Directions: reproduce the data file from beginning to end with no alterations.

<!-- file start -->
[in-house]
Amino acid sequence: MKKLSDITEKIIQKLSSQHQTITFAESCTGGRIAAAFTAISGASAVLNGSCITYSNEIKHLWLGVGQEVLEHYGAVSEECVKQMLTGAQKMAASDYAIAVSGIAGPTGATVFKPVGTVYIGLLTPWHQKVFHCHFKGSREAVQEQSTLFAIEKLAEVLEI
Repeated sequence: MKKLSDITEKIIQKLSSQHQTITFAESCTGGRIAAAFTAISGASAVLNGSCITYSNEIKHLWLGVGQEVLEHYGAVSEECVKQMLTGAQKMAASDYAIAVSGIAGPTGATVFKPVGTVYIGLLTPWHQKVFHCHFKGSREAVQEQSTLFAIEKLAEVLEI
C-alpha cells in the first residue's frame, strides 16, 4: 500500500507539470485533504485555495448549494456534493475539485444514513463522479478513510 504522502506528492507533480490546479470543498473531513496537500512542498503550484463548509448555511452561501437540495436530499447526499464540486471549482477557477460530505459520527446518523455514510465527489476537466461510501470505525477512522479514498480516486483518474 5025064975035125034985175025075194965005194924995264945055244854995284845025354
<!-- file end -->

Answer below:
[in-house]
Amino acid sequence: MKKLSDITEKIIQKLSSQHQTITFAESCTGGRIAAAFTAISGASAVLNGSCITYSNEIKHLWLGVGQEVLEHYGAVSEECVKQMLTGAQKMAASDYAIAVSGIAGPTGATVFKPVGTVYIGLLTPWHQKVFHCHFKGSREAVQEQSTLFAIEKLAEVLEI
Repeated sequence: MKKLSDITEKIIQKLSSQHQTITFAESCTGGRIAAAFTAISGASAVLNGSCITYSNEIKHLWLGVGQEVLEHYGAVSEECVKQMLTGAQKMAASDYAIAVSGIAGPTGATVFKPVGTVYIGLLTPWHQKVFHCHFKGSREAVQEQSTLFAIEKLAEVLEI
C-alpha cells in the first residue's frame, strides 16, 4: 500500500507539470485533504485555495448549494456534493475539485444514513463522479478513510 504522502506528492507533480490546479470543498473531513496537500512542498503550484463548509448555511452561501437540495436530499447526499464540486471549482477557477460530505459520527446518523455514510465527489476537466461510501470505525477512522479514498480516486483518474 5025064975035125034985175025075194965005194924995264945055244854995284845025354